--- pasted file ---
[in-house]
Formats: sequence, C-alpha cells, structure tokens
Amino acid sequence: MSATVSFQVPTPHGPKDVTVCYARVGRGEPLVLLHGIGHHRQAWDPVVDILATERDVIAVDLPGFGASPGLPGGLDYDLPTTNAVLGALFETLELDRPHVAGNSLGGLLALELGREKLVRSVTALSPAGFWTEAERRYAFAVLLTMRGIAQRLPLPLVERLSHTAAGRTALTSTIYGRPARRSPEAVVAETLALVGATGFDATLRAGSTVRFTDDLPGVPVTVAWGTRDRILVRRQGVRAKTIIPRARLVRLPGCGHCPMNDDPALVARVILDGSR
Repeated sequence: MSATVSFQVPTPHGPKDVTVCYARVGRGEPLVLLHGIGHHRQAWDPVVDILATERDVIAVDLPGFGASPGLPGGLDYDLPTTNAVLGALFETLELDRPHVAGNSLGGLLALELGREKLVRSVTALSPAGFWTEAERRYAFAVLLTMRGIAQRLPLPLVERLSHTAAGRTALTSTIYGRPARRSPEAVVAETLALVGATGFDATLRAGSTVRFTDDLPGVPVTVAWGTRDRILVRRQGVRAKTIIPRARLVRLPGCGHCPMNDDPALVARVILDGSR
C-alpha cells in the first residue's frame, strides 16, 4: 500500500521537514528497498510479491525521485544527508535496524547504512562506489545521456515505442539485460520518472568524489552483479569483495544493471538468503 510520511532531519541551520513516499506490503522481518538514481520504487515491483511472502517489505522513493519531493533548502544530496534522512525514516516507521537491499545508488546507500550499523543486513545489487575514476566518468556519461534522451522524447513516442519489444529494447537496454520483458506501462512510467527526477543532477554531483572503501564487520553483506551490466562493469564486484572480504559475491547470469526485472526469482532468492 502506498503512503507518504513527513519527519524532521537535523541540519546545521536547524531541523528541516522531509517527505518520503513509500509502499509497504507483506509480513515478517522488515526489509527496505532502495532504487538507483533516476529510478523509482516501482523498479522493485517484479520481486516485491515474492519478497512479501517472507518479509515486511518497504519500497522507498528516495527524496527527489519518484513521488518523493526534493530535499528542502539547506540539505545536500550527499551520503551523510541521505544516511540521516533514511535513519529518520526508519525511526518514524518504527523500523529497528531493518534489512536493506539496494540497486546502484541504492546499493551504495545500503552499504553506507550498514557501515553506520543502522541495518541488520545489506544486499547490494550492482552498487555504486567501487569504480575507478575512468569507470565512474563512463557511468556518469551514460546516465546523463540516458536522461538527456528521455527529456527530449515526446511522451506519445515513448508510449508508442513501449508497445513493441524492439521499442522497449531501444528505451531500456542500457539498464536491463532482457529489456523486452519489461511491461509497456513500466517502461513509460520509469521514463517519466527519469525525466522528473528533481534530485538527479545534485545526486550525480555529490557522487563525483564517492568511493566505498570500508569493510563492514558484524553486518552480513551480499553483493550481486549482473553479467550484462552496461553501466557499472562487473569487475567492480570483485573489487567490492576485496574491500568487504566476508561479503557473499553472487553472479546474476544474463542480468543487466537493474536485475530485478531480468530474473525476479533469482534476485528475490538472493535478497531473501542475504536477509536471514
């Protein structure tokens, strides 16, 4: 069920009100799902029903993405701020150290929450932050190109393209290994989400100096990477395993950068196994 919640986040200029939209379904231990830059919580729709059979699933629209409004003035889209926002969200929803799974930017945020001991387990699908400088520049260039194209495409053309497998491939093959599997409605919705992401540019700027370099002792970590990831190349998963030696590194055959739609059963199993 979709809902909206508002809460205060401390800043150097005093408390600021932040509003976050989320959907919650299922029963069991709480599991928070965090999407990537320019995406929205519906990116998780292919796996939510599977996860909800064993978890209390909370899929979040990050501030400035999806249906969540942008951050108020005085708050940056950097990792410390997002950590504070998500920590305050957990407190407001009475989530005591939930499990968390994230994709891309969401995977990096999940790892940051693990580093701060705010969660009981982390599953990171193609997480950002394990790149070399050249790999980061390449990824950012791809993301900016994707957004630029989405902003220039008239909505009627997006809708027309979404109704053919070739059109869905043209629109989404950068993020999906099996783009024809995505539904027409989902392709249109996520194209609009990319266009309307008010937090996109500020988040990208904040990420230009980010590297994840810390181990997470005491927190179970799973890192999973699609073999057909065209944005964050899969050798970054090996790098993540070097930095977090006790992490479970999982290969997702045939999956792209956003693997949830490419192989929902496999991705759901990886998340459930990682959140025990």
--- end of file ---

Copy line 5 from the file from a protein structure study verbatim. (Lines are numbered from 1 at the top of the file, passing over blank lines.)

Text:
C-alpha cells in the first residue's frame, strides 16, 4: 500500500521537514528497498510479491525521485544527508535496524547504512562506489545521456515505442539485460520518472568524489552483479569483495544493471538468503 510520511532531519541551520513516499506490503522481518538514481520504487515491483511472502517489505522513493519531493533548502544530496534522512525514516516507521537491499545508488546507500550499523543486513545489487575514476566518468556519461534522451522524447513516442519489444529494447537496454520483458506501462512510467527526477543532477554531483572503501564487520553483506551490466562493469564486484572480504559475491547470469526485472526469482532468492 502506498503512503507518504513527513519527519524532521537535523541540519546545521536547524531541523528541516522531509517527505518520503513509500509502499509497504507483506509480513515478517522488515526489509527496505532502495532504487538507483533516476529510478523509482516501482523498479522493485517484479520481486516485491515474492519478497512479501517472507518479509515486511518497504519500497522507498528516495527524496527527489519518484513521488518523493526534493530535499528542502539547506540539505545536500550527499551520503551523510541521505544516511540521516533514511535513519529518520526508519525511526518514524518504527523500523529497528531493518534489512536493506539496494540497486546502484541504492546499493551504495545500503552499504553506507550498514557501515553506520543502522541495518541488520545489506544486499547490494550492482552498487555504486567501487569504480575507478575512468569507470565512474563512463557511468556518469551514460546516465546523463540516458536522461538527456528521455527529456527530449515526446511522451506519445515513448508510449508508442513501449508497445513493441524492439521499442522497449531501444528505451531500456542500457539498464536491463532482457529489456523486452519489461511491461509497456513500466517502461513509460520509469521514463517519466527519469525525466522528473528533481534530485538527479545534485545526486550525480555529490557522487563525483564517492568511493566505498570500508569493510563492514558484524553486518552480513551480499553483493550481486549482473553479467550484462552496461553501466557499472562487473569487475567492480570483485573489487567490492576485496574491500568487504566476508561479503557473499553472487553472479546474476544474463542480468543487466537493474536485475530485478531480468530474473525476479533469482534476485528475490538472493535478497531473501542475504536477509536471514